# [seqfan] Re: Number of n-digit numbers the binary expansion of which contains k runs of 1's

Charles Greathouse charles.greathouse at case.edu
Fri Jul 30 17:42:43 CEST 2010

```Sum{i=2,n-3})C(i,2)*C(n-i-1,2) is just binomial(n, 5) =
n*(n-1)*(n-2)*(n-3)*(n-4)/120.  So assuming the formula is correct,
a(12) needs to be corrected and the keyword easy should be added.

Charles Greathouse
Analyst/Programmer
Case Western Reserve University

On Fri, Jul 30, 2010 at 10:31 AM, Georgi Guninski <guninski at guninski.com> wrote:
> On Fri, Jul 30, 2010 at 01:51:13PM +0000, Vladimir Shevelev wrote:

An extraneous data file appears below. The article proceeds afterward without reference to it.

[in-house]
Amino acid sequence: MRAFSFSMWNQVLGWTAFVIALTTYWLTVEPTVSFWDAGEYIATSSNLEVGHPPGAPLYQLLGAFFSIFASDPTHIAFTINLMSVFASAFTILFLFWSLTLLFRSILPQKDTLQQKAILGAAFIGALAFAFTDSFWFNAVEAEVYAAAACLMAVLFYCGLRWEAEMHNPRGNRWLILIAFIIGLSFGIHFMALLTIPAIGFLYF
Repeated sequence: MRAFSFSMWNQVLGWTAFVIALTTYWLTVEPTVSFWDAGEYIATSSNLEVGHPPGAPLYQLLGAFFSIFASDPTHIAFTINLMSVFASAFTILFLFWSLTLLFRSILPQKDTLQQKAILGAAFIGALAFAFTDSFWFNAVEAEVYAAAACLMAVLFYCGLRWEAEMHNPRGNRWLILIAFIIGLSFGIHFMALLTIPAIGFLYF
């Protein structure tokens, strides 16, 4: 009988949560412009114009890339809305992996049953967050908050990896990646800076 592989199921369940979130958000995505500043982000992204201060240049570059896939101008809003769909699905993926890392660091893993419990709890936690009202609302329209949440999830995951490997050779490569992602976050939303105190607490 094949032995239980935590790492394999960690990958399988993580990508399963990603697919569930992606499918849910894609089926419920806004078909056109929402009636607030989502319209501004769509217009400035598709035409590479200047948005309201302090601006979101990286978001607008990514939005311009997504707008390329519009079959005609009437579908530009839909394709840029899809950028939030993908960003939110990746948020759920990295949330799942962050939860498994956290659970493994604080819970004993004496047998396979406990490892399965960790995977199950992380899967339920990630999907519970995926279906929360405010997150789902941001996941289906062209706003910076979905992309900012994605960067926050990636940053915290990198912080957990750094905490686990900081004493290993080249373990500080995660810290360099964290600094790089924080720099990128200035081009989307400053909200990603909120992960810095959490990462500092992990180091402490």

>> Dear SeqFans,
>>
>> I have just submitted two sequences:
>>
>>
>> %I A179867
>> %S A179867 0,0,0,0,1,6,21,56,126,252,462,522
>> %N A179867 a(n) is the number of n-digit numbers the binary expansion of which contains 3 runs of 1's
>> %F A179867 a(n)=Sum{i=2,n-3})C(i,2)*C(n-i-1,2). A generalization. For k>=1, the number of n-digit numbers the binary expansion of which contains k runs of 1's equals to Sum{k-1,n-k}C(i,k-1)*C(n-i-1,k-1).
>> %Y A179867 A000292 A000332 A179865 A179866
>> %K A179867 nonn
>> %O A179867 1,6
>>
>>
>
> relatively fast pari code:
>
> a(n)=sum(i=2,n-3,binomial(i,2)*binomial(n-i-1,2)) ;
>
>
> the first 2000 terms seem to satisfy:
>
> -a(n - 3) + 5*a(n - 2) - 10*a(n - 1) - 5*a(n + 1) + a(n + 2) + 10*a(n) -
> 1 = 0
>
>
>
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>
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>

```

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